Saturday, October 3, 2020

Becoming a Christian

In 1994 InterVarsity Press published the Handbook of Christian Apologetics by Peter Kreeft and Ronald Tacelli. It quickly became one of my favorite references for arguments about the truth of Christianity. In the final chapter, "The Bottom Line," the authors describe "Four Steps in Becoming a Christian" and explain that their book is only helpful with the first.
1. The first step is mental belief. This is first because you cannot take any other step toward a goal unless you believe it exists. You cannot seek or deal with a Person you do not believe exists. You cannot pray to a God you think is dead.

The next three steps are (2) repentance from sin; (3) saving faith, faith in a more than mental sense, acceptance of Christ as Savior; and (4) living out the Christian life. These three steps all presuppose the truth of the God to whom you repent, in whom you believe and with whose real presence and help you now live. ....

.... The first step is like believing in the accuracy of a road map; the next three steps are like actually using the map.

2. Step two is called repentance. This means not merely feeling guilty or sorry for your sins, but choosing—with that most fundamental and deep-down part of your soul, your will—to turn out of the road you are now traveling down, because you have been convinced that it is not the right road, the true road, the road designed for you by God, the road that leads to God. In the full sense, repentance means renouncing the lord of your present road—the "evil one" (Mt 13:19), the "father of lies" (Jn 8:44) and the "ruler of this world" (Jn 14:30)—so that you can give yourself instead to Christ, your rightful lord. Repentance cannot be adequately understood only psychologically, as something within yourself; it is ontological, it is a real transaction between you and your lord, a change of fundamental allegiance. It is like changing sides in a war, or like divorce and remarriage. It is traumatic.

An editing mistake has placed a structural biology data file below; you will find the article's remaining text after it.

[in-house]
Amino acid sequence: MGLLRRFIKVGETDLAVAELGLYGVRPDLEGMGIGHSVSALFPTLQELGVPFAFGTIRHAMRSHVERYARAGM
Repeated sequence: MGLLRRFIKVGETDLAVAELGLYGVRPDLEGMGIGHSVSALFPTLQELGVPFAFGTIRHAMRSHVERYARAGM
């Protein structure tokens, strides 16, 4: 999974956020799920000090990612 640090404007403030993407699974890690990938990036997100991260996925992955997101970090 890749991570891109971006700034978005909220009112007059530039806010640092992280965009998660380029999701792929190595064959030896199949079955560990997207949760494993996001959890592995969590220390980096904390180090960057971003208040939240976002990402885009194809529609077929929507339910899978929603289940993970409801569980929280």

3. The third step, which is the other side of repentance, is faith, in the biblical sense: not just mental belief (that was step one) but accepting and receiving Christ as God and Savior and Lord of your soul, your life, your destiny.

The first step is believing the road map; the second is turning out of your present road; the third is turning into another road. That other road is a Person: the one who said, "I am the one comes to the Father except through me" (Jn 14:6).

4. The fourth step is traveling down his way, actually living the Christian life. Step three is faith, step four is works—good works, works of love. The two necessarily go together. In step three the tree of Christ's life is planted in you; in step four it bears fruit. For "faith without works is dead" (Jas 1:26).

This fourfold scheme puts into proper perspective the modest ambitions of this book. Our hope is only to persuade your honest reasoning that Christianity is true. This is necessary but not sufficient. No one will launch a boat thinking the sea is only a myth; but believing in the sea is not sufficient to become a sailor.
Peter Kreeft & Ronald K. Tacelli, Handbook of Christian Apologetics, InterVarsity Press, 1994.

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